This post is the third in an ongoing series about the history of the U.S. Army Yellow Fever Commission and the historical context of its work. The posts are and will become pages of a revamped online exhibit about the Commission. Some of the posts will contain content that has been previously published by the Claude Moore Health Sciences Library, while others will contain new content. The post preceding this one in the series is titled, Symptoms and Epidemiology of Yellow Fever.
Before the U.S. Army Commission published its findings in 1901, yellow fever was a serious threat in the United States. While other diseases in the country were more prevalent and more deadly, no other could generate as much terror. It spread unpredictably and could kill 20% of a city’s population over the course of two to three months. The virus also unraveled the social fabric of the communities it struck—creating refugee populations, undermining trusted institutions, and dissolving familial bonds.
In 1693, the first irrefutable outbreak of yellow fever in North America likely occurred in Boston, although there has been some evidence of earlier outbreaks.  For the next 200 years, the disease regularly visited Boston and other coastal cities in North America. Outbreaks generally followed a common and frightening progression. During the summer, a ship from a region where the disease was endemic, most often the Caribbean, arrived with infected passengers. Soon after, isolated cases of yellow fever occurred in the city. A week or two later, the disease rapidly spread through the whole population. Finally, without explanation, the outbreak quickly subsided as winter approached and temperatures dropped.
An especially deadly series of outbreaks in North American cities during the 1790s terrified the inhabitants of the newly-formed United States. During the U.S. War of Independence, disruption of commerce between the United States and the rest of the world discouraged the spread of yellow fever from endemic regions to the nation’s seaports. After the war, the formation of the federal government led to an expansion in international trade and encouraged the migration of large non-immune populations to the prospering coastal cities. These factors together contributed greatly to the spread of yellow fever. Outbreaks occurred in nearly all the major coastal cities of the nation, with particularly deadly ones in Philadelphia and New York. In Philadelphia, the temporary capital of the nation, three outbreaks of yellow fever during this period shut down the new federal government, paralyzed commerce, and caused the death of almost 10% of the city’s population.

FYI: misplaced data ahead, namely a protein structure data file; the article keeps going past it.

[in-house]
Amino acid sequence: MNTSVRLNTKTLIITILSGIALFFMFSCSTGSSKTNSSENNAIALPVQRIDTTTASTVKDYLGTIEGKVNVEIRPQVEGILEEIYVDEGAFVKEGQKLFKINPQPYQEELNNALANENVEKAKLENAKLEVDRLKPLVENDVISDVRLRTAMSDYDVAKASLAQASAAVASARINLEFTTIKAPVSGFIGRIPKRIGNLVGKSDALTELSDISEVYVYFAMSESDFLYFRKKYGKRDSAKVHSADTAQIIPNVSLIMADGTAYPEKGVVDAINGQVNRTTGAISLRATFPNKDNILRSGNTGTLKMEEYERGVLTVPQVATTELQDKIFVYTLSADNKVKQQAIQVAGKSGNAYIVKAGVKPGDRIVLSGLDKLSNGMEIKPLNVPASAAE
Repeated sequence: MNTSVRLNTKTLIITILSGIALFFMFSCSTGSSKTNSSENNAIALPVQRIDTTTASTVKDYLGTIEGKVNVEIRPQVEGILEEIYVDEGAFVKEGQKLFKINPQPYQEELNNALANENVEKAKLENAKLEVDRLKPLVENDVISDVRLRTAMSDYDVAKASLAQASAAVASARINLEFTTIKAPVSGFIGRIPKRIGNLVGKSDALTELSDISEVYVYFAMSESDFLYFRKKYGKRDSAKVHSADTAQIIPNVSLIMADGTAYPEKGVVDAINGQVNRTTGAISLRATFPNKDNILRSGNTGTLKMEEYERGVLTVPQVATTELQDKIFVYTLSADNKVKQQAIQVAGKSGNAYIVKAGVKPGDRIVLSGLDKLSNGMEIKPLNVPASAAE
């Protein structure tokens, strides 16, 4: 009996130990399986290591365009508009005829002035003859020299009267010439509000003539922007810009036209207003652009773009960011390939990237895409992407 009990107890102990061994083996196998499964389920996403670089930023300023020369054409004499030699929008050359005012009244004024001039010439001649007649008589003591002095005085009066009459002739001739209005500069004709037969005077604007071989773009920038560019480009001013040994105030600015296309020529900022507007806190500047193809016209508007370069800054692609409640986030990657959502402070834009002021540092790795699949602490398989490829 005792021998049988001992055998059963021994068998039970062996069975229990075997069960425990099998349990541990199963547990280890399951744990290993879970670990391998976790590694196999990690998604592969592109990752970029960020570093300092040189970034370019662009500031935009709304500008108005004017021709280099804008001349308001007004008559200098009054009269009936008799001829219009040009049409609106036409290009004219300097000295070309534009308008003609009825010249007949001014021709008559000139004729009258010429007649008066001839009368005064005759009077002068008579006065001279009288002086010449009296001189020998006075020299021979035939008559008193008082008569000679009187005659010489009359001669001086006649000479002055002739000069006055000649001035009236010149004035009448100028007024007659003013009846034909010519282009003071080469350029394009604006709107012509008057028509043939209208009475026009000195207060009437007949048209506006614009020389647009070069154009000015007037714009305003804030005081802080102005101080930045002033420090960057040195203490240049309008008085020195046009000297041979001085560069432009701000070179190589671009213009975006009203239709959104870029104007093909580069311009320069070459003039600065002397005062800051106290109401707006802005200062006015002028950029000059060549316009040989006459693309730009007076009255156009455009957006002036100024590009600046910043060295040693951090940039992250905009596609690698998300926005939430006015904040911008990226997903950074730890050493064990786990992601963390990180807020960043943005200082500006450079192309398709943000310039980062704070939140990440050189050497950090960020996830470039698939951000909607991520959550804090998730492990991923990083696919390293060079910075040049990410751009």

The outbreaks in Philadelphia and other northeastern ports during the 1790s spurred a modest public health movement in the northern United States. Although the cause of yellow fever and how it was transmitted were a mystery to physicians, local and state governments implemented strict quarantine systems and some sanitation reforms hoping that they could prevent future outbreaks.  Researchers do not fully understand how effective these measures were in preventing the spread of yellow fever, but there is a strong correlation between public health reforms in the northern cities and the absence of major outbreaks in those communities after 1822. Yellow fever continued to plague southern ports throughout the rest of the 19th century. The worst epidemic occurred in 1878, when an outbreak in New Orleans spread into the lower Mississippi Valley infecting at least 120,000 and killing between 13,000 and 20,000 Americans.  Similar to the outbreaks of the 1790s, the 1878 epidemic spurred a new public health campaign in the Southern United States and created a new urgency within the U.S. medical community to determine the cause of yellow fever. 
 There has been some dispute about the first outbreak of yellow fever in the United States. In the 17th century, many diseases, including yellow fever, were poorly understood and difficult to diagnose. Public health pioneer J.H. Griscom, on page 2 of his work, A History Chronological and Circumstantial of the Visitations of Yellow Fever at New York (1858), suggests that an earlier outbreak may have occurred in New York in 1668. Griscom may be correct, but the evidence is not irrefutable. The earliest confirmed outbreak, according to historian John Duffy, occurred in Boston in 1693 when a British fleet from Barbados docked in the harbor. See Duffy, John. Epidemics In Colonial America. Baton Rouge: Louisiana State University Press, 1971. pg. 141.
 Carey, Mathew. A Short Account of the Malignant Fever: Lately Prevalent In Philadelphia… To Which Are Added, Accounts of the Plague In London and Marseilles.. 4th ed., improved. Philadelphia: Printed by the author, 1794. and Jones, Absalom, Richard Allen, and Matthew Clarkson. A Narrative of the Proceedings of the Black People, During the Late Awful Calamity In Philadelphia, In the Year 1793: and a Refutation of Some Censures, Thrown Upon Them In Some Late Publications. Philadelphia: Printed for the authors, by William W. Woodward, at Franklin’s Head, no. 41, Chesnut-Street, 1794.
 Duffy, John. The Sanitarians : a History of American Public Health. Urbana: University of Illinois Press, 1990. pp. 38-50.
 Carrigan, Jo Ann. The Saffron Scourge: a History of Yellow Fever In Louisiana, 1796-1905. 1961. Thesis–Louisiana State University of Agricultural and Mechanical College, 1961. pg. 184. Other more recent works about the 1878 epidemic include: Bloom, Khaled J. The Mississippi Valley’s Great Yellow Fever Epidemic of 1878. Baton Rouge: Louisana State University Press, 1993. and Crosby, Molly Caldwell. The American Plague : the Untold Story of Yellow Fever, the Epidemic That Shaped Our History. New York: Berkley Books, 2006.
 Ellis, John H. Yellow Fever & Public Health In the New South. Lexington, Ky.: University Press of Kentucky, 1992. pp. 166-168.